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TITLE       Gross morphology and histopathology of male-killing strain larvae in the oriental tea tortrix Homona magnanima (Lepidoptera: Tortricidae)
CALL NO(S)      SB931 A58
PUBLICATION TITLE      Applied Entomology and Zoology
VOLUME/ISSUE      43(1)
PAGINATION/COLLATION      119-125, illus., 25 refs.
DATE      F 2008
ABSTRACT      The late male-killing phenomenon was reported in the oriental tea tortrix, Homona magnanima, but its gross pathol­ogy and histopathology have not been elucidated. The present study investigated pathological changes in larvae of a late male-killing strain of H. magnanima (LMK). Most male LMK larvae died during the last instar or pupal stage, and dead male larvae showed characteristic signs and symptoms of male killing. The body color of male LMK larvae started to change 4 d after molting into the fifth instar and became increasingly opaque white. Male LMK larvae weighed significantly less than normal-strain (NSR) males. Midgut epithelial cells of male LMK larvae developed normally and microvilli were observed on the luminal side 3 d after the final molt. Regenerative cells of male LMK larvae were observed on the basement membrane but these cells did not develop to pupal midgut cells. From 7 dafter the final molt, midgut cells of male LMK larvae were discharged into the lumen as granules and regenerative cells elongated from the basement membrane. All midgut cells of male LMK larvae dropped into the lumen just before death and no cells were observed on the basement membrane. The fat body of male LMK larvae contained large fat granules in the cytoplasm but became a tumor-like cell mass that finally fused with epidermal cells. These changes were specific to LMK males; no differences in the developmental pattern or morphology were observed between fe­male LMK and NSR larvae. From these results, it is suggested that the degradation of midgut epithelial cells may be the main reason for late male killing.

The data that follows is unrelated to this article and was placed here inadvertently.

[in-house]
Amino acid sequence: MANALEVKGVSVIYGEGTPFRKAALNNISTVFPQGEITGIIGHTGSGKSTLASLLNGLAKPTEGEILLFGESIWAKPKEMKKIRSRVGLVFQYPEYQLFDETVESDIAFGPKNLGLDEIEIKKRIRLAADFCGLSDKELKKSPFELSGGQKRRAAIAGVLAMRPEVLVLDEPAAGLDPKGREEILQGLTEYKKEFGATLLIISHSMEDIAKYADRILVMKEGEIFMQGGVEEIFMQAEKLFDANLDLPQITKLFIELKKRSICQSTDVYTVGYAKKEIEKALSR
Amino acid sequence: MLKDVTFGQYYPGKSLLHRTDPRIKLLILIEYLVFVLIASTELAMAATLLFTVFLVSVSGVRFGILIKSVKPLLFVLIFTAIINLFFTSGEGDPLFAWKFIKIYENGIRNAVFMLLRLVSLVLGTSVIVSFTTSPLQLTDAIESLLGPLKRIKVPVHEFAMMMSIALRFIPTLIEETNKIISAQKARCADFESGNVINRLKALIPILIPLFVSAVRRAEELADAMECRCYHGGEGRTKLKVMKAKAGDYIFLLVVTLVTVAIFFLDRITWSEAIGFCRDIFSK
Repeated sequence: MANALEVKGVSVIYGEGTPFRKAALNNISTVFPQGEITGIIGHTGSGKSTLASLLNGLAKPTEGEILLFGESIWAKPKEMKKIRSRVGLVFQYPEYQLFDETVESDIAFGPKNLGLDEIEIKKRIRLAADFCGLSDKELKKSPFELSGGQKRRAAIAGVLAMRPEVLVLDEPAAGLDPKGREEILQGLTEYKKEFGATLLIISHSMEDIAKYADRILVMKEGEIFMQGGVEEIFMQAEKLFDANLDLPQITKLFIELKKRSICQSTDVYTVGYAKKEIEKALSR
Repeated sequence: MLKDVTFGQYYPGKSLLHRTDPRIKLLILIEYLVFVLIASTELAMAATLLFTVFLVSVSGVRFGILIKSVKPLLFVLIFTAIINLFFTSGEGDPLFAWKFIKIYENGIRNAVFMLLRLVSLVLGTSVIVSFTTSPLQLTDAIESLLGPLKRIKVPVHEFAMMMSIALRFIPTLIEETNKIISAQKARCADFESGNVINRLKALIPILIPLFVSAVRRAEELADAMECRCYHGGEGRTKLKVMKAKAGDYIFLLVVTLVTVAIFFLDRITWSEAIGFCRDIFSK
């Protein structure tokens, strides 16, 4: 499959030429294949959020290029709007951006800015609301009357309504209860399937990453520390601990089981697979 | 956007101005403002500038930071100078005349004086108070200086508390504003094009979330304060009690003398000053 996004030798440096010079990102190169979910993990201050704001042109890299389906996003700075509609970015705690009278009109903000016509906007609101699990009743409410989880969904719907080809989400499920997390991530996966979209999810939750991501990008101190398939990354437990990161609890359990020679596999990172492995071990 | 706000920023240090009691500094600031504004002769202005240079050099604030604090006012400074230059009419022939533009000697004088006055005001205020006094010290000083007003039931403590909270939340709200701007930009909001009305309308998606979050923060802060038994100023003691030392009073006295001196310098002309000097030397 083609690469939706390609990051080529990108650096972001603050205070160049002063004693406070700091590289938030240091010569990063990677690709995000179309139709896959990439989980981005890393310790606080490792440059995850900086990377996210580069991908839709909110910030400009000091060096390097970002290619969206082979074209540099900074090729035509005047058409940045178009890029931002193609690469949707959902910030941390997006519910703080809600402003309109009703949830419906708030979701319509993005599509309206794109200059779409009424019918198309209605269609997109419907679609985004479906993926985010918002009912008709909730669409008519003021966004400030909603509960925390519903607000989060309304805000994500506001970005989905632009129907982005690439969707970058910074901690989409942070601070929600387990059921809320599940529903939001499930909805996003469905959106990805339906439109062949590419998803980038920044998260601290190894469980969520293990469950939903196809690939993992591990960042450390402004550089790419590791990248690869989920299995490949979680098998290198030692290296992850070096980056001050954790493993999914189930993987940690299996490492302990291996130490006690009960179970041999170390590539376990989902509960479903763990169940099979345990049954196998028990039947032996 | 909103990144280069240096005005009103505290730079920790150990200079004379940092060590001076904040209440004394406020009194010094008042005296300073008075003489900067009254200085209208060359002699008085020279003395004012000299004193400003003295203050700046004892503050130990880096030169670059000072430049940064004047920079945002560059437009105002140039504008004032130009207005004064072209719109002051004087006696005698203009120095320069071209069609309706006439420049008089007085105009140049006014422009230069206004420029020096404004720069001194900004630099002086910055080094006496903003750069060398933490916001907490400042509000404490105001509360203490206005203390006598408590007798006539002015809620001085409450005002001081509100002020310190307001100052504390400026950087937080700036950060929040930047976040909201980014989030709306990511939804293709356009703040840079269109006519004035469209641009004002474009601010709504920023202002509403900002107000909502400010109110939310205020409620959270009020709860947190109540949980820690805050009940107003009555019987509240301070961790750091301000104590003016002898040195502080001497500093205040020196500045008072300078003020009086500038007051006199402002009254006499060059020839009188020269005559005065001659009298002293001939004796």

SUBJECTS       Zoology
   Body color
   Homona magnanima
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